As I mentioned in an earlier post on the river Huveaune, Provence is a multifaceted region of South-Eastern France, not the rosy piazza lined with cafes and petanque players that past clichés of St Tropez have tried to push for so long. The Gorges du Verdon are a prime example of this incredible variety of scenery.
After leaving the craggy miniature fjords called the Calanques and sparkling Mediterranean waters, you drive North through the undulating hills of Provence verte with their quiet villages, charming rivers and abundant forests, reach the soft mid-altitude plateaux that host many of the lavender fields pictured in postcards and suddenly come to this brutal fracture in the landscape.
Welcome to the Verdon Gorge, Europe’s deepest canyon, and one of the most beautiful anywhere !
As Provence rose from under its warm coral sea 60 million years ago, cracks in the old Jurassic floor started to get eroded by streams that were to become the Verdon. Which explains why the gorges are gauged from the highest hills rather than the lowest plains, for those who couldn’t sleep without knowing 😉
And while I still have my don’s cap on, the Verdon gets it name from the deep green to turquoise colour (“vert” means “green” in French) and its colour from the high content in fluor and micro algae of its waters.
But, in spite of the magnificence of that green, I find that limestone and skylight rarely mix well in colour photography. The same is true of the aforementioned Calanques and for the Sainte Victoire that got Master Cézanne all worked-up.
Visually, you perceive all sorts of glorious shades that are bound to inspire the painter, but photography is different and I have yet to see a sunlit photograph of that sort of scenery that really makes me want to make room on the wall for a new print. Night-time, storms and twilight are different, but that’s a different story altogether.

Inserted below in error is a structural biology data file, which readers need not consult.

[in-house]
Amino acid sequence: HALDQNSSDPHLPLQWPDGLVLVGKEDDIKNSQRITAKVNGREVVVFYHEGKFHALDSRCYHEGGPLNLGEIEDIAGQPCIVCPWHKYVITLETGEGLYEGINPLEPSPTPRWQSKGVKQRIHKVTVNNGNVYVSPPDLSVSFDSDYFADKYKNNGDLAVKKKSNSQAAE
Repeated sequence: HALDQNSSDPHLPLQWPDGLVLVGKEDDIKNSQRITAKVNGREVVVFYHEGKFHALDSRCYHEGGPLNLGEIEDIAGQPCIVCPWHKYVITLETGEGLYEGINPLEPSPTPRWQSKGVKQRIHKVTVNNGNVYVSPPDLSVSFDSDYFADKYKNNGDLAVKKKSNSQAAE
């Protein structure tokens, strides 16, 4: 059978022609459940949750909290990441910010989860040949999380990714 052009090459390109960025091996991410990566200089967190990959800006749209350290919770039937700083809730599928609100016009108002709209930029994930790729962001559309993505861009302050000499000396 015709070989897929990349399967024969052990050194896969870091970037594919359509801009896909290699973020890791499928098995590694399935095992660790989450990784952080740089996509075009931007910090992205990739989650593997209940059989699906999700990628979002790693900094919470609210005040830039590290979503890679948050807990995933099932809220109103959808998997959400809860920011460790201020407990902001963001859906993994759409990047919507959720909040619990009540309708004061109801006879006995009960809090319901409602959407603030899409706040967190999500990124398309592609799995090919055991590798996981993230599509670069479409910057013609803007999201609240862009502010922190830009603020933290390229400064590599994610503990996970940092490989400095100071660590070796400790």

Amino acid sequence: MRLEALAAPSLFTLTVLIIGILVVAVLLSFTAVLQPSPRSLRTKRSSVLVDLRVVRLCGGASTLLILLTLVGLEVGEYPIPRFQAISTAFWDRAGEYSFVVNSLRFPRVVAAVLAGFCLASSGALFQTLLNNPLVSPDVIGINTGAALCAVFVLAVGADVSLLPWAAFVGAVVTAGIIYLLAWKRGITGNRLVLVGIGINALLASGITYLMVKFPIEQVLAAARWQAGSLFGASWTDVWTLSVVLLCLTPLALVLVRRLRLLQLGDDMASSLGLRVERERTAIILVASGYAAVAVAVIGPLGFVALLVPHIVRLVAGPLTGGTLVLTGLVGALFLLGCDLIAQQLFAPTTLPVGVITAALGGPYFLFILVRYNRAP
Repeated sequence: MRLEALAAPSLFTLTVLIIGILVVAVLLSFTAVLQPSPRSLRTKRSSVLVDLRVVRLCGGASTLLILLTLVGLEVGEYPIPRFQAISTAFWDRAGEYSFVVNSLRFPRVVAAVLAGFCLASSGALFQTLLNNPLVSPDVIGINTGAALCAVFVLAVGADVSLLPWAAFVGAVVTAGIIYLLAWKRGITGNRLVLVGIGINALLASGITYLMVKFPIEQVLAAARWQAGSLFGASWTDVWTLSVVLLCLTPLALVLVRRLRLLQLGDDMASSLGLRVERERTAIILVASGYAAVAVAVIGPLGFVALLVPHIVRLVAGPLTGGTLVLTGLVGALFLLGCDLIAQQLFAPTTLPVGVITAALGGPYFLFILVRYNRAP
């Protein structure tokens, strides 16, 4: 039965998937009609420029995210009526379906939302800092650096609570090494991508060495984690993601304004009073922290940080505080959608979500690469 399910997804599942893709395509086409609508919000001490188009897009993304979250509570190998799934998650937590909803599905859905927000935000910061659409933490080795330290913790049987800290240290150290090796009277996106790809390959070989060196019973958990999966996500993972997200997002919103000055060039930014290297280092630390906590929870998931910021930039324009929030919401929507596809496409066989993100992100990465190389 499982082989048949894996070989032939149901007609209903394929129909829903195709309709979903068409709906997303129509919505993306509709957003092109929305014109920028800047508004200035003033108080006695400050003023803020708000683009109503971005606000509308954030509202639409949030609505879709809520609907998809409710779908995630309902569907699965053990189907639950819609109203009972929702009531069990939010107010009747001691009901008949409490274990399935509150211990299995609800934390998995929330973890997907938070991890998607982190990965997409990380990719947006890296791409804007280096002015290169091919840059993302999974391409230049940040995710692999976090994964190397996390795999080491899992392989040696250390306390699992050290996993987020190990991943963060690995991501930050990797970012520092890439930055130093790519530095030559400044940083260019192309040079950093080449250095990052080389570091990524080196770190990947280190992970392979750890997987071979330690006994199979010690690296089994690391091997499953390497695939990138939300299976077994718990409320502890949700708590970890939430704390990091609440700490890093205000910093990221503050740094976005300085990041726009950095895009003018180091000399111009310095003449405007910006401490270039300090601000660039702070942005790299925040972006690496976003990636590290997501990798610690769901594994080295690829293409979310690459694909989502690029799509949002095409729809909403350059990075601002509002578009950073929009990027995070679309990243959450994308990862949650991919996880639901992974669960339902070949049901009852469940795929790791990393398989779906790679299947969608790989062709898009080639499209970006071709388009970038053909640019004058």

No, I think these gorges and canyons come alive in B&W and Ansel Adams would have had a ball had he been able to carry his view camera and glass plates on a guided tour with Edouard-Alfred Martel. To me, high contrast B&W brings out the prehistoric character of the area like none of my various attempts are colour post processing, elsewhere on this page.
In fact, if you’re thinking the spot at top left is an Archaeopteryx, you’re not that far off. At least looks-wise (size-wise, it’s closer to a Pteranodon).
The area is very rich in wildlife with hundreds of wild-boar, roe, chamois, wild goats roaming the area freely on land and bats, eagles, vultures, kites and hawks in the sky. And while the land creatures retire from human view from late May to the autumn, there’s no shortage of activity in the sky even during the tourist season.
That spot at top-left is a griffon vulture, one of the 300 that navigate the currents in the national park. And although the gorges are not the best spot to view them, you can get away with a decent shot even using a short focal length (90mm, the longest lens I carried with me, for the picture below, seen here at almost 100%).
At 700m tall, the Verdon gorge is only half as deep as the Grand Canyon. But it’s also a lot more accessible and fun to walk in. Temperatures will reach 50°C (120° Farenheit) in the summer sun, but there’s a lot of shade to be found and the distances are not so long as to make camping or overnight stays a necessity.
Predictably, then, the Verdon has become prime terrain for outdoor activities of all sorts. Climbers congregate in dozens on the cliffs, and the numerous hiking trails (Sentier Martel, Sentier de l’Imbut, Sentier Vidal, La Charbonnière ….) see their fair share of Vibram all year round. The river itself is out of bounds (the upstream dam releases huge volumes of water without warning) but there’s plenty of safer watersport fun to be had just a few miles downstream. Hang-gliders pepper the skies and photographers abound. It’s a wonderful, wonderful, place to be.
Let me leave you with a few more photographs of the gorges made along three of the walks that follow the river.
If you’re in the area and walk the gorges, I’d love to hear from you.